Nova Roma is an organization dedicated to the study and restoration of ancient Roman culture. From its legendary founding in 753 BCE to 330 CE, when it ceased to be the center of Imperial authority, Rome set the standard and laid the foundation for our modern Western civilization. Rome civilized the world, and we see the need for that divine mission to begin again.
Nova Roma's society is comprised of everyday people who are passionate and serious about the study and revival of ancient Roman culture. This isn't just a group of people who get together and role-play every once in a while, some dedicate their lives to this. They wish to spread their knowledge throughout to help their society grow and prosper. One of their long term goals is to found a sovereign nation based on their constitution. This is something they see very far down the road, not likely to happen within the current leader's life times.
They have modernized some of the ancient Roman beliefs to today's standards - such as the equality of all people, no one is more important than another.
The center of this society's activities is the Religio Romana - the ancient faith of the Roman people. It is summarized as:
The Religio Romana is the pre-Christian religion of Rome. Sometimes called "Roman Paganism", the modern practice of the Religio Romana is an attempt to reconstruct the ancient faith of Rome as closely as possible, making as few concessions to modern sensibilities as possible. As with other forms of historical reconstructionist paganism, every attempt is made to rely on actual historical and archaeological evidence, and interpolations are made only when the primary sources are silent, and then we strive to be consistent with them.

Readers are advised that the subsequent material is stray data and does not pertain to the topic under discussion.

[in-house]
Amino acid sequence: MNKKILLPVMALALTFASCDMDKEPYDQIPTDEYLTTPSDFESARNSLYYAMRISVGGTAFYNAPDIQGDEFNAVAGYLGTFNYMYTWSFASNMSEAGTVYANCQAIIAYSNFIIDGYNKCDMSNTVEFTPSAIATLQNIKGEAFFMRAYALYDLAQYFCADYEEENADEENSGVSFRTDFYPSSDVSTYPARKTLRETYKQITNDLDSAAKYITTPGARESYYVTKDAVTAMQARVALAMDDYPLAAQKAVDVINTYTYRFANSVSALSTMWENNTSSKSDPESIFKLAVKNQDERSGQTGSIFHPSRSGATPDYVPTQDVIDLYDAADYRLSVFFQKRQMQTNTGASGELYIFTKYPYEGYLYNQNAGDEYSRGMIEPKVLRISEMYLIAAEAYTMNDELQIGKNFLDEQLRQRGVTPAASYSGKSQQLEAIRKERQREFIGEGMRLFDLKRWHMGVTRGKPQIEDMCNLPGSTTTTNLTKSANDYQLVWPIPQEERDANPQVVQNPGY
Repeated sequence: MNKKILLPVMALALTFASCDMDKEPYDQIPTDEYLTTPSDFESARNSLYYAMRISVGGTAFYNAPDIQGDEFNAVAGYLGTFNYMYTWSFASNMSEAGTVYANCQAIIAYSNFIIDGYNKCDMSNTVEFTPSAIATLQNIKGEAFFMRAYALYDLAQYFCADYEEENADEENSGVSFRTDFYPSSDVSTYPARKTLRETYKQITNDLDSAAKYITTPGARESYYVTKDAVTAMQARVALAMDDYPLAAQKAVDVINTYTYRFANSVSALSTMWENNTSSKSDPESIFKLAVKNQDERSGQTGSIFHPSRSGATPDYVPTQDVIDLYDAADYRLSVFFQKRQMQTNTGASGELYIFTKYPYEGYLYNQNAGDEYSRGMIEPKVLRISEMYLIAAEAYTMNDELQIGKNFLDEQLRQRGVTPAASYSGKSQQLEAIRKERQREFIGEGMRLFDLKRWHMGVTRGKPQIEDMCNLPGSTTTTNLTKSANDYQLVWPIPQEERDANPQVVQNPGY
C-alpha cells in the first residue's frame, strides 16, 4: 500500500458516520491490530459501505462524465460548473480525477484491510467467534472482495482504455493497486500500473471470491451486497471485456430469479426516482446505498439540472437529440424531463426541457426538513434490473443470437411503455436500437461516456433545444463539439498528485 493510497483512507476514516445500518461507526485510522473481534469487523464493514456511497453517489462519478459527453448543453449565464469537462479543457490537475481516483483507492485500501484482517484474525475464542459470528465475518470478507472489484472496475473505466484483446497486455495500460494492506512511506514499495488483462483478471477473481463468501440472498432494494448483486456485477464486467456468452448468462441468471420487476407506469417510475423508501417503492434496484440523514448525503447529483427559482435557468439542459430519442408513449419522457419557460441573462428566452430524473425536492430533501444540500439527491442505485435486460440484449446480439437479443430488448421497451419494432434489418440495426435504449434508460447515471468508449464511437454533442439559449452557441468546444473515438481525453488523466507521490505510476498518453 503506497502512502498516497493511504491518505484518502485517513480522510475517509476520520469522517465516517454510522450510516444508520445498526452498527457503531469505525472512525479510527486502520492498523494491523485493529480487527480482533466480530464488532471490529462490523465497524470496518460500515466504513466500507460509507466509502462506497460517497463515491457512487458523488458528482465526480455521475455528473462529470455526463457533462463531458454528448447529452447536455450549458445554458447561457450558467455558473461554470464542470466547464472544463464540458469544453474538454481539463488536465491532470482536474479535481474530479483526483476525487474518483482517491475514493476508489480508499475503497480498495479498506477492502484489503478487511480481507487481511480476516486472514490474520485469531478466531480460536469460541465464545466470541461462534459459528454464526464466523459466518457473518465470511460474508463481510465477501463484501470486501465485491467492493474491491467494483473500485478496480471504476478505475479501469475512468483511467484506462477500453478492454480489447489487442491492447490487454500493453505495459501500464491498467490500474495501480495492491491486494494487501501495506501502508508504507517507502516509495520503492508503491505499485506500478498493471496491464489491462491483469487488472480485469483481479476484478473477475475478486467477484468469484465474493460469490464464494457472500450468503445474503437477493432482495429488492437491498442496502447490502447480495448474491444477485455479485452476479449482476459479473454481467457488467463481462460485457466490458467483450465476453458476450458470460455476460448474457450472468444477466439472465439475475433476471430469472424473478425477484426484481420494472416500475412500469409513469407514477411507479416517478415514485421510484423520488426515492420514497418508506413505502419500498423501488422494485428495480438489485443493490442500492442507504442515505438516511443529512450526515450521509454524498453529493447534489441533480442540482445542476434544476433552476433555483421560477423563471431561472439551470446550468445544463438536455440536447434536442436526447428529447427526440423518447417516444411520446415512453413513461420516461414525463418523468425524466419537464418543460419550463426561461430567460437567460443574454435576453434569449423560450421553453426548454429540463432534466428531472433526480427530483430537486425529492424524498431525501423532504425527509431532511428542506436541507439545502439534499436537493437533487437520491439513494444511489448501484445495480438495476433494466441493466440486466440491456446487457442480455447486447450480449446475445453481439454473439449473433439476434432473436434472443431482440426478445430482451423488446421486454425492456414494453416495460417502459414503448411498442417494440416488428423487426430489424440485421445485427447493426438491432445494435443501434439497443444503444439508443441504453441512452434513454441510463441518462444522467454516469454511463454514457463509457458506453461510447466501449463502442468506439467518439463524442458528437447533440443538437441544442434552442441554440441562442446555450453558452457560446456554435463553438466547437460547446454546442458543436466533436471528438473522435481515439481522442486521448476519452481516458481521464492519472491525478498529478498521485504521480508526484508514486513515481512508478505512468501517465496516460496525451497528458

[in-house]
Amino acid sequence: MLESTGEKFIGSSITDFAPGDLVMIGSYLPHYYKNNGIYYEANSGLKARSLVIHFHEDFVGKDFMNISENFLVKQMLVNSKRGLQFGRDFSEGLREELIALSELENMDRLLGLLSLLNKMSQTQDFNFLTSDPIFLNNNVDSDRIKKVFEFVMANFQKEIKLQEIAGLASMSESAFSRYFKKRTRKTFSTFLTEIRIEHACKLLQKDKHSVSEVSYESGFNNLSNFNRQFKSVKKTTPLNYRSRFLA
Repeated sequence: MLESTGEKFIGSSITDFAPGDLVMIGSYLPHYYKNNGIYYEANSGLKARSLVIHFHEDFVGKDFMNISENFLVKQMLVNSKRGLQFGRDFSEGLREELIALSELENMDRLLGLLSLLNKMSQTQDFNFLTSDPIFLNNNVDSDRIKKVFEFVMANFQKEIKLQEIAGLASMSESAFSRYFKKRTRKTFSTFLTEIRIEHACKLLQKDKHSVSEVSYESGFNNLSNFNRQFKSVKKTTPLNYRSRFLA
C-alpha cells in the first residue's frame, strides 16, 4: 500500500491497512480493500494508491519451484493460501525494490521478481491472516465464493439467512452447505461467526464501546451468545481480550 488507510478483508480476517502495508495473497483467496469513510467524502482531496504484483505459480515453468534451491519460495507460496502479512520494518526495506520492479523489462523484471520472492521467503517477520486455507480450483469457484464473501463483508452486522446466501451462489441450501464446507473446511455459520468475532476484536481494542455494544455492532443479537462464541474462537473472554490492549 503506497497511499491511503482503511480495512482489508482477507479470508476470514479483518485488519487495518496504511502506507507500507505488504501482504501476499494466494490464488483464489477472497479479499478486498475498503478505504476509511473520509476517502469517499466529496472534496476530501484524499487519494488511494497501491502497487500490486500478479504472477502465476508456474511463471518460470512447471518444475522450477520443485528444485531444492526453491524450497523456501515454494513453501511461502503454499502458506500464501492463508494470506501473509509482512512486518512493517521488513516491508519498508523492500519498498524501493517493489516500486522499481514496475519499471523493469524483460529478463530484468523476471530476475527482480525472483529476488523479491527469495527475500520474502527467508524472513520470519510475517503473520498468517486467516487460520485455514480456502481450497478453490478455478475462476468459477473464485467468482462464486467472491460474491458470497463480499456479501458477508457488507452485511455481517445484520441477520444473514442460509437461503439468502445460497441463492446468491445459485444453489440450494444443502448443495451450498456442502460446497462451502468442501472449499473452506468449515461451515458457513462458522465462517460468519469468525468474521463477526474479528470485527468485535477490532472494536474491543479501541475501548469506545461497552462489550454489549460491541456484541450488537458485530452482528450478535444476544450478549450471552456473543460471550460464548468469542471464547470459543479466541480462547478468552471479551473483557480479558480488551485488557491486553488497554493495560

Another important aspect of Nova Roma is the Via Romana - the Roman Way of Life. This is the concept of reviving ancient Roman philosophies, virtues, and ethics that would apply to everyday life. Via Romana is based on the Virtues - which define the ideal state of being and behaviour. The Virtues are as follows:
These are the qualities of life to which every Citizen (and, ideally, everyone else) should aspire. They are the heart of the Via Romana — the Roman Way — and are thought to be those qualities which gave the Roman Republic the moral strength to conquer and civilize the world. Today, they are the rods against which we can measure our own behavior and character, and we can strive to better understand and practice them in our everyday lives.
- Auctoritas: "Spiritual Authority" The sense of one's social standing, built up through experience, Pietas, and Industria.
- Comitas: "Humor" Ease of manner, courtesy, openness, and friendliness.
- Clementia: "Mercy" Mildness and gentleness.
- Dignitas: "Dignity" A sense of self-worth, personal pride.
- Firmitas: "Tenacity" Strength of mind, the ability to stick to one's purpose.
- Frugalitas: "Frugalness" Economy and simplicity of style, without being miserly.
- Gravitas: "Gravity" A sense of the importance of the matter at hand, responsibility and earnestness.
- Honestas: "Respectibility" The image that one presents as a respectable member of society.
- Humanitas: "Humanity" Refinement, civilization, learning, and being cultured.
- Industria: "Industriousness" Hard work.